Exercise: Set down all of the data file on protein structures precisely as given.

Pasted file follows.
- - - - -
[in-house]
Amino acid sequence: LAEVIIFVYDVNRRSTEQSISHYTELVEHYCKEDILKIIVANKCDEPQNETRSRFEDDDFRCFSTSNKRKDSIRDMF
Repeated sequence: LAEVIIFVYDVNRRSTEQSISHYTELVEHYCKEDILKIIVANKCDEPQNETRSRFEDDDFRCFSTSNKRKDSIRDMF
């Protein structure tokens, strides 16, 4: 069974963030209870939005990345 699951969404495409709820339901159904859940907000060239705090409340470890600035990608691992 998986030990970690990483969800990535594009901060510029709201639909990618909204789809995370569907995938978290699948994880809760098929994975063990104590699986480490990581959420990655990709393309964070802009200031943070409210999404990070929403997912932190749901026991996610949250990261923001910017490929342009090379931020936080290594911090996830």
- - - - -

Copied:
[in-house]
Amino acid sequence: LAEVIIFVYDVNRRSTEQSISHYTELVEHYCKEDILKIIVANKCDEPQNETRSRFEDDDFRCFSTSNKRKDSIRDMF
Repeated sequence: LAEVIIFVYDVNRRSTEQSISHYTELVEHYCKEDILKIIVANKCDEPQNETRSRFEDDDFRCFSTSNKRKDSIRDMF
């Protein structure tokens, strides 16, 4: 069974963030209870939005990345 699951969404495409709820339901159904859940907000060239705090409340470890600035990608691992 998986030990970690990483969800990535594009901060510029709201639909990618909204789809995370569907995938978290699948994880809760098929994975063990104590699986480490990581959420990655990709393309964070802009200031943070409210999404990070929403997912932190749901026991996610949250990261923001910017490929342009090379931020936080290594911090996830």